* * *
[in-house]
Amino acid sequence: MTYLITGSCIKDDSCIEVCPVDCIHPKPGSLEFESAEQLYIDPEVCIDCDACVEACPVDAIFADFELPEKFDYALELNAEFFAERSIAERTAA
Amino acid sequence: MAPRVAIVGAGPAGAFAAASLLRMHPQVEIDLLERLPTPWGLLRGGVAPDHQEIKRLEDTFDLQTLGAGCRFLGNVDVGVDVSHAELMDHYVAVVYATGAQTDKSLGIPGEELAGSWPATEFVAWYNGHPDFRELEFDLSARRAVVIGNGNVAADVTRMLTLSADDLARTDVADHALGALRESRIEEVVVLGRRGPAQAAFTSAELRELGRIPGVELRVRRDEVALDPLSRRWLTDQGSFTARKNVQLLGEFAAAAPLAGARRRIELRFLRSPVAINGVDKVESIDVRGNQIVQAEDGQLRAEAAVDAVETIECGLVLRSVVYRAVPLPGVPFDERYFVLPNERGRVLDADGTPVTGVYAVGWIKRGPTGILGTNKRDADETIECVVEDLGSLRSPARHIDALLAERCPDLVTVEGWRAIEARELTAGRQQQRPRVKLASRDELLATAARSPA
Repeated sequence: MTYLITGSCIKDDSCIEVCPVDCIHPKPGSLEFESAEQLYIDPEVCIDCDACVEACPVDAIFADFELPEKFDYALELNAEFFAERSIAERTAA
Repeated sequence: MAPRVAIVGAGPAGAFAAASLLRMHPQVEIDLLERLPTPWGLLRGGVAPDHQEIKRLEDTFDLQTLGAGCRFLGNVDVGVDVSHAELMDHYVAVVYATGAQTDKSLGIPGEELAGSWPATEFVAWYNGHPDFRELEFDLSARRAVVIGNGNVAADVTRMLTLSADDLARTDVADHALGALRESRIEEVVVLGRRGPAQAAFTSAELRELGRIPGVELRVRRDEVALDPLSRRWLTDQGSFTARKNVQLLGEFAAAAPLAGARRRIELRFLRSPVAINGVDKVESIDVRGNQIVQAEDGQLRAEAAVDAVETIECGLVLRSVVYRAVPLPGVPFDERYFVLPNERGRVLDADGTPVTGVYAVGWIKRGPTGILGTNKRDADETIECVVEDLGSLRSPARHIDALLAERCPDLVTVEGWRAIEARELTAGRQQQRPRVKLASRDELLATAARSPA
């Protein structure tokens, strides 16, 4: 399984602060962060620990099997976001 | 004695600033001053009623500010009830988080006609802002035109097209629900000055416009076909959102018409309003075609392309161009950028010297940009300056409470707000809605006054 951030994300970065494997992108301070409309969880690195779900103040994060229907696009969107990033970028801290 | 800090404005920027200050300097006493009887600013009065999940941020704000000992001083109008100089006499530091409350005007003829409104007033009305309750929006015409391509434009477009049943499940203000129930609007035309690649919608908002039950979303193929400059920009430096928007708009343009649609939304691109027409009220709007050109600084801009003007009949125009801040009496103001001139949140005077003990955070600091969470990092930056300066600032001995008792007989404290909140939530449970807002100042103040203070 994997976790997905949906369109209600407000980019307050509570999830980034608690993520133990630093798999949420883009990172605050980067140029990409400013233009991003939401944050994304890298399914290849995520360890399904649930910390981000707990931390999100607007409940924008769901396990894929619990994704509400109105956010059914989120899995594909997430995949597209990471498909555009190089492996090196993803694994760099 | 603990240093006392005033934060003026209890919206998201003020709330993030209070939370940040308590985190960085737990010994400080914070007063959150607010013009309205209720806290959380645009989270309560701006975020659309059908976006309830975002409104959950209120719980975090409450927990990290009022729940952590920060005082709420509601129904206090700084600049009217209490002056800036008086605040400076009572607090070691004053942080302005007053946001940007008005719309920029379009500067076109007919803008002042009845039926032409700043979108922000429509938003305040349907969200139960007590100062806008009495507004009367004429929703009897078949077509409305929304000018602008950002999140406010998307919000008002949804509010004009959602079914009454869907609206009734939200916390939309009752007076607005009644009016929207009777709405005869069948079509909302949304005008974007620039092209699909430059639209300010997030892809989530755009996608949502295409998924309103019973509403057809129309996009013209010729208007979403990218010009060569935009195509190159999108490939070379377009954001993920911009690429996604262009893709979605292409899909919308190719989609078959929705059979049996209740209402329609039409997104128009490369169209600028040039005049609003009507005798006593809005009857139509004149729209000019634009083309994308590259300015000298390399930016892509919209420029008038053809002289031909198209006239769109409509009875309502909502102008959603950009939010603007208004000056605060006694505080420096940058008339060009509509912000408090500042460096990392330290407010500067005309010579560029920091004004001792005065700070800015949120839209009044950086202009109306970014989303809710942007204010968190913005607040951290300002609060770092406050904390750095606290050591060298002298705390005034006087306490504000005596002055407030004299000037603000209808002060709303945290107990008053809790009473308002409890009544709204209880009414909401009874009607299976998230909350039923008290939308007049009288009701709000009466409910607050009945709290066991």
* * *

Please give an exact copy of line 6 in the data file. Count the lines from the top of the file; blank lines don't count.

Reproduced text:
């Protein structure tokens, strides 16, 4: 399984602060962060620990099997976001 | 004695600033001053009623500010009830988080006609802002035109097209629900000055416009076909959102018409309003075609392309161009950028010297940009300056409470707000809605006054 951030994300970065494997992108301070409309969880690195779900103040994060229907696009969107990033970028801290 | 800090404005920027200050300097006493009887600013009065999940941020704000000992001083109008100089006499530091409350005007003829409104007033009305309750929006015409391509434009477009049943499940203000129930609007035309690649919608908002039950979303193929400059920009430096928007708009343009649609939304691109027409009220709007050109600084801009003007009949125009801040009496103001001139949140005077003990955070600091969470990092930056300066600032001995008792007989404290909140939530449970807002100042103040203070 994997976790997905949906369109209600407000980019307050509570999830980034608690993520133990630093798999949420883009990172605050980067140029990409400013233009991003939401944050994304890298399914290849995520360890399904649930910390981000707990931390999100607007409940924008769901396990894929619990994704509400109105956010059914989120899995594909997430995949597209990471498909555009190089492996090196993803694994760099 | 603990240093006392005033934060003026209890919206998201003020709330993030209070939370940040308590985190960085737990010994400080914070007063959150607010013009309205209720806290959380645009989270309560701006975020659309059908976006309830975002409104959950209120719980975090409450927990990290009022729940952590920060005082709420509601129904206090700084600049009217209490002056800036008086605040400076009572607090070691004053942080302005007053946001940007008005719309920029379009500067076109007919803008002042009845039926032409700043979108922000429509938003305040349907969200139960007590100062806008009495507004009367004429929703009897078949077509409305929304000018602008950002999140406010998307919000008002949804509010004009959602079914009454869907609206009734939200916390939309009752007076607005009644009016929207009777709405005869069948079509909302949304005008974007620039092209699909430059639209300010997030892809989530755009996608949502295409998924309103019973509403057809129309996009013209010729208007979403990218010009060569935009195509190159999108490939070379377009954001993920911009690429996604262009893709979605292409899909919308190719989609078959929705059979049996209740209402329609039409997104128009490369169209600028040039005049609003009507005798006593809005009857139509004149729209000019634009083309994308590259300015000298390399930016892509919209420029008038053809002289031909198209006239769109409509009875309502909502102008959603950009939010603007208004000056605060006694505080420096940058008339060009509509912000408090500042460096990392330290407010500067005309010579560029920091004004001792005065700070800015949120839209009044950086202009109306970014989303809710942007204010968190913005607040951290300002609060770092406050904390750095606290050591060298002298705390005034006087306490504000005596002055407030004299000037603000209808002060709303945290107990008053809790009473308002409890009544709204209880009414909401009874009607299976998230909350039923008290939308007049009288009701709000009466409910607050009945709290066991």